Snippet #1598958

located in District Delta, a part of Revelation: The Cure, one of the many universes on RPG.

District Delta

Poorest district in the city, home mostly to magi, criminals, industrial workers, and the homeless, as well as most of the city's factories.


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“I’d thought not.” Pan’s simple statement was punctuated by the opening of the door in question, and she stepped back slightly on a reflex. It’s wasn’t one she’d always had, but… when every person you met might have it out for you and you couldn’t tell them from the others, you learned to appreciate space, and those who you didn’t need to keep such distance from.

The person who answered the door was not exactly who Pan had been expecting. It was hard to miss a guess as to the woman’s identity: Ishtar was rather famous (or was it infamous? The mage was not sure) in this district, and the cursory descriptions hardly did her credit. She was no longer young, perhaps, but few people could hope to age this elegantly, especially in this part of the city. What surprised Pandora more than her refined face (for she foolishly presumed that people in Ishtar’s profession had to be attractive) though, was the warmth in her eyes.

Perhaps it was her giving form to her hopes that this would not go disastrously wrong, but she could not help but think that this was a good sign all the same. The woman stared right at her and recognized her immediately, and for a moment Pan’s heart leapt to her throat and she forgot that she was supposed to be acting confident and righteously assured that this change of heart, false though it may be, was the correct thing. Instead she just felt rather hopelessly tiny. The moment passed, though, and Ishtar invited them inside.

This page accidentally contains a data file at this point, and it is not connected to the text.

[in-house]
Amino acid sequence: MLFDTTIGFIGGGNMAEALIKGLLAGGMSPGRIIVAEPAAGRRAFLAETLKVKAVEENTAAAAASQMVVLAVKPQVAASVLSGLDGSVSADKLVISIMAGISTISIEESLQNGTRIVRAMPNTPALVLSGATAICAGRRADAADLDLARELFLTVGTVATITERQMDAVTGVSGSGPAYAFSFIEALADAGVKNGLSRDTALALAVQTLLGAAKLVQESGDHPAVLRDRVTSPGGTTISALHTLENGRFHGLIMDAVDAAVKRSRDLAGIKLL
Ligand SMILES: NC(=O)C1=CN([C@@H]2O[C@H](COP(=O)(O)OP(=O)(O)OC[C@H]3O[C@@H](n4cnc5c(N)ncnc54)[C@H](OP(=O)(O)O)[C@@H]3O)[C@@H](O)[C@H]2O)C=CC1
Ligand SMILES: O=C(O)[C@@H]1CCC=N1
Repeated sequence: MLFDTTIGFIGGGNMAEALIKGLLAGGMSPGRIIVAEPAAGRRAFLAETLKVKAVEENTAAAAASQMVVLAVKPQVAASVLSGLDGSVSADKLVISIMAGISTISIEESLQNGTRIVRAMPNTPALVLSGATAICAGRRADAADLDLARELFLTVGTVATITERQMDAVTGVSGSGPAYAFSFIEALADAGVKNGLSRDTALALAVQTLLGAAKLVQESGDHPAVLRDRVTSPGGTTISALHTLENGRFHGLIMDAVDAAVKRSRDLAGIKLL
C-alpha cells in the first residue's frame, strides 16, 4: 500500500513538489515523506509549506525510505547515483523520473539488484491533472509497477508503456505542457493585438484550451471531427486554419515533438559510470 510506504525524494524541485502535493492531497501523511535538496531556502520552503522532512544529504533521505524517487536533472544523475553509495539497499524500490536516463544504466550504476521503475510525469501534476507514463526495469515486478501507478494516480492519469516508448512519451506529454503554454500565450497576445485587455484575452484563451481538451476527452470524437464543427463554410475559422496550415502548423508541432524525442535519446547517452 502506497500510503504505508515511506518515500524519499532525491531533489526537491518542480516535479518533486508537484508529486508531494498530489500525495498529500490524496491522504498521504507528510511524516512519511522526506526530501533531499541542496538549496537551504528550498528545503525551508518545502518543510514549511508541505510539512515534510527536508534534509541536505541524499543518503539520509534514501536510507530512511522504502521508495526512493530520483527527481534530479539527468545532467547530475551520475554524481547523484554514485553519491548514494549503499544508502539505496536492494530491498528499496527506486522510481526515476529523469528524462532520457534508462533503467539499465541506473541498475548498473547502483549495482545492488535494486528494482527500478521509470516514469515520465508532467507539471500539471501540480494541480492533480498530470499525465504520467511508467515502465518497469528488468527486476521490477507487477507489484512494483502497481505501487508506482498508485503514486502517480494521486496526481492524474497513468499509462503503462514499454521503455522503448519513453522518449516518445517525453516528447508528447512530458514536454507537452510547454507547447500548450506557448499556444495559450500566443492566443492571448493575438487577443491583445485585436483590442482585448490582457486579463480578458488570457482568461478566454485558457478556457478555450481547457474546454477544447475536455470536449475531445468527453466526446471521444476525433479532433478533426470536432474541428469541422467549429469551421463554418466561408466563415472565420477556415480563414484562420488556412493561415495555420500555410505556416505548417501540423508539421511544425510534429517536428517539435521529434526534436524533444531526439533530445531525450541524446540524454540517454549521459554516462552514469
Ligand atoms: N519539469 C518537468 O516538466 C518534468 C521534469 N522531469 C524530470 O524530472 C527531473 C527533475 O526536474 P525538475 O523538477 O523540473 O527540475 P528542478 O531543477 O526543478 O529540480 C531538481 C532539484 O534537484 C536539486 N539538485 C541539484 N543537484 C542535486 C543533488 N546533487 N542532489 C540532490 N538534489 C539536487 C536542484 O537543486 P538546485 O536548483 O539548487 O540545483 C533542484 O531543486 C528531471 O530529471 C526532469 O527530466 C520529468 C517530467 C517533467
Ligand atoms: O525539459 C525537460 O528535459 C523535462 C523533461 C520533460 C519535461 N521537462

Resisting the urge to look back at Victoria- for any assurance that the young physician could give would surely not be worth the suspicion such an act would produce, would it?- Pan stepped over the threshold into a home that, while cozy by most standards, was absolutely palatial as far as she was concerned. Well… it would have been were she not one of perhaps three native Delta-dwellers who’d actually seen the palace, much less stepped inside it.

The two of them were shooed into a living room, and Pan took a seat on the edge of an overstuffed chair, fidgeting slightly in her anxiety. Surely it wasn’t such a bad thing to seem nervous? Turncoat or no, she had good reason to be.

Pan was broken from her thoughts by the entrance of a child, redheaded in a way that reminded her a bit of Scheherazade. Well, maybe that was just because it was a rather uncommon hue. The little girl’s complexion was much lighter, anyway. The healer managed a wan smile when the girl squeezed in next to Victoria. She wasn’t exactly sure how the doctor would handle that, but surely learning to deal with children was part of medical practice? It had certainly been of great importance to her, easier because she actually liked them.

Ishtar returned shortly thereafter, and her comment had Pan shaking her head emphatically. “Oh, no, I don’t think you’d do that. Forgive me for saying so, but if you really wished me dead, you could have done it by now, right?” Pandora mimed raising a knife in her off-hand, smiling to show she wasn’t offended. Once upon a time, she wouldn’t have noticed the weapon, but she did spend quite a bit of time in the company of assassins these days. Good as her word, she took a cup of tea and balanced the saucer on her knees, mindful of her calf-length dress, a bit raggedy now but not so bad.